Born in Allegheny, Pennsylvania in 1874 and raised in Oakland, California in an upper middle-class Jewish family, Stein left America for France in 1903 at the age of 29. Like James McNeill Whistler and Henry James, her American predecessors, Stein became an expatriate, living in France until her death in 1946. From 1908 onwards, Stein lived openly with Toklas.

Stein was a cultural networker, bringing creative people and friends together—such as Picasso, Matisse and Hemingway, but also key members of a cosmopolitan gay and lesbian elite—at legendary salons held in her homes. Her originality as a thinker, along with her interdisciplinary approach to projects in dance, music, and theater continue to inspire artists today. As an inventor of modernist literature, she wrote novels, poems, journal essays, literary and art theory, opera libretti, plays, memoirs, and word portraits.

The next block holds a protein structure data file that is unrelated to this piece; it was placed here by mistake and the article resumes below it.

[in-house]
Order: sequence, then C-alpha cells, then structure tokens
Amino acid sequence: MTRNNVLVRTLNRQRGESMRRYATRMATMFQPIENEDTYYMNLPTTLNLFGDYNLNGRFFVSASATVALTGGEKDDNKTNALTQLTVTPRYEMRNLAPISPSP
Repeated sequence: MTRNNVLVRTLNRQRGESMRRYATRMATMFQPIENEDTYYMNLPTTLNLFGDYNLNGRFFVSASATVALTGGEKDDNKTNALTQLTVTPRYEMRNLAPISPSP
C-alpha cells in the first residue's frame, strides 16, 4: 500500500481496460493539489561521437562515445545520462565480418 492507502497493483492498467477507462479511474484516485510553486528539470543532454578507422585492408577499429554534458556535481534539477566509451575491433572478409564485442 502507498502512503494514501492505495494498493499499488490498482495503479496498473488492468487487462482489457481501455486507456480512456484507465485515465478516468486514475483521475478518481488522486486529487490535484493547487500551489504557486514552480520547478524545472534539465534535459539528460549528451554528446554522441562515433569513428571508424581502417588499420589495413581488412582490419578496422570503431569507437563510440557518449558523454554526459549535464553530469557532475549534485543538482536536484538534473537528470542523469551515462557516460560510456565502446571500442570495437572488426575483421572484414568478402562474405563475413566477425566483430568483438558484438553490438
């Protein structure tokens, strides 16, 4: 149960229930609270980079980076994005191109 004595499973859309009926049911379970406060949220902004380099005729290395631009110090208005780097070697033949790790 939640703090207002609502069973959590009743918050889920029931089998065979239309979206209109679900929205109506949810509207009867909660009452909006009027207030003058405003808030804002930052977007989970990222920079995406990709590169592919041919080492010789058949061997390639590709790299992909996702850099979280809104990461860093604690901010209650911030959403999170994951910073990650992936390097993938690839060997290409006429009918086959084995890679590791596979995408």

Seeing Gertrude Stein: Five Stories features more than 100 artifacts and art works by artists from across Europe and the United States. It includes paintings, sculpture, photography, drawings, and artist’s gifts to Stein, as well as items from her custom-designed wardrobe, manuscripts, books, periodicals, letters, journals, and personal belongings.

The galleries will also include media presentations to render a more complete picture of this complex icon of the twentieth-century. One loop will present a montage of photographs from throughout her life; another features footage from her operas and ballet; and one examines Stein’s life during the war. An interactive, custom-made iPad app allows visitors the opportunity to explore images, press, and other material from Stein’s lecture tour across America in 1934-35. On another iPad app, visitors can listen to Stein reading from her work while following along with the text.